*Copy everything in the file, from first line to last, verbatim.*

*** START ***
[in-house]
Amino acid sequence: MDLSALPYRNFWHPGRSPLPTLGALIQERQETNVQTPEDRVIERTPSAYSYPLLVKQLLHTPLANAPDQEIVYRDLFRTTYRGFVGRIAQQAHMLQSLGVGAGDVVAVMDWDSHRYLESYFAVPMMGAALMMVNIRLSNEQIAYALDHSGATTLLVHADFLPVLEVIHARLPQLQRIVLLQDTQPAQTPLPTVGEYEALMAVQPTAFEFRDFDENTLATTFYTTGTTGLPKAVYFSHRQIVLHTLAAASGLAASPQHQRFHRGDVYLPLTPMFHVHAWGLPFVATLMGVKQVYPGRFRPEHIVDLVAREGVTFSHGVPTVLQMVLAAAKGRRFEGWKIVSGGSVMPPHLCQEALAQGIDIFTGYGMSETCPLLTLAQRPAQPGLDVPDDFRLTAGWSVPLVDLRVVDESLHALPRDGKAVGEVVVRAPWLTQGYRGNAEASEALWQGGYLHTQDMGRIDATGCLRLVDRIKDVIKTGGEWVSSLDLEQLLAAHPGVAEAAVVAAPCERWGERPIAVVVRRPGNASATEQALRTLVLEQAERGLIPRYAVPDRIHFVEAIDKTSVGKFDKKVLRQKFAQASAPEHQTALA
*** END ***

[in-house]
Amino acid sequence: MDLSALPYRNFWHPGRSPLPTLGALIQERQETNVQTPEDRVIERTPSAYSYPLLVKQLLHTPLANAPDQEIVYRDLFRTTYRGFVGRIAQQAHMLQSLGVGAGDVVAVMDWDSHRYLESYFAVPMMGAALMMVNIRLSNEQIAYALDHSGATTLLVHADFLPVLEVIHARLPQLQRIVLLQDTQPAQTPLPTVGEYEALMAVQPTAFEFRDFDENTLATTFYTTGTTGLPKAVYFSHRQIVLHTLAAASGLAASPQHQRFHRGDVYLPLTPMFHVHAWGLPFVATLMGVKQVYPGRFRPEHIVDLVAREGVTFSHGVPTVLQMVLAAAKGRRFEGWKIVSGGSVMPPHLCQEALAQGIDIFTGYGMSETCPLLTLAQRPAQPGLDVPDDFRLTAGWSVPLVDLRVVDESLHALPRDGKAVGEVVVRAPWLTQGYRGNAEASEALWQGGYLHTQDMGRIDATGCLRLVDRIKDVIKTGGEWVSSLDLEQLLAAHPGVAEAAVVAAPCERWGERPIAVVVRRPGNASATEQALRTLVLEQAERGLIPRYAVPDRIHFVEAIDKTSVGKFDKKVLRQKFAQASAPEHQTALA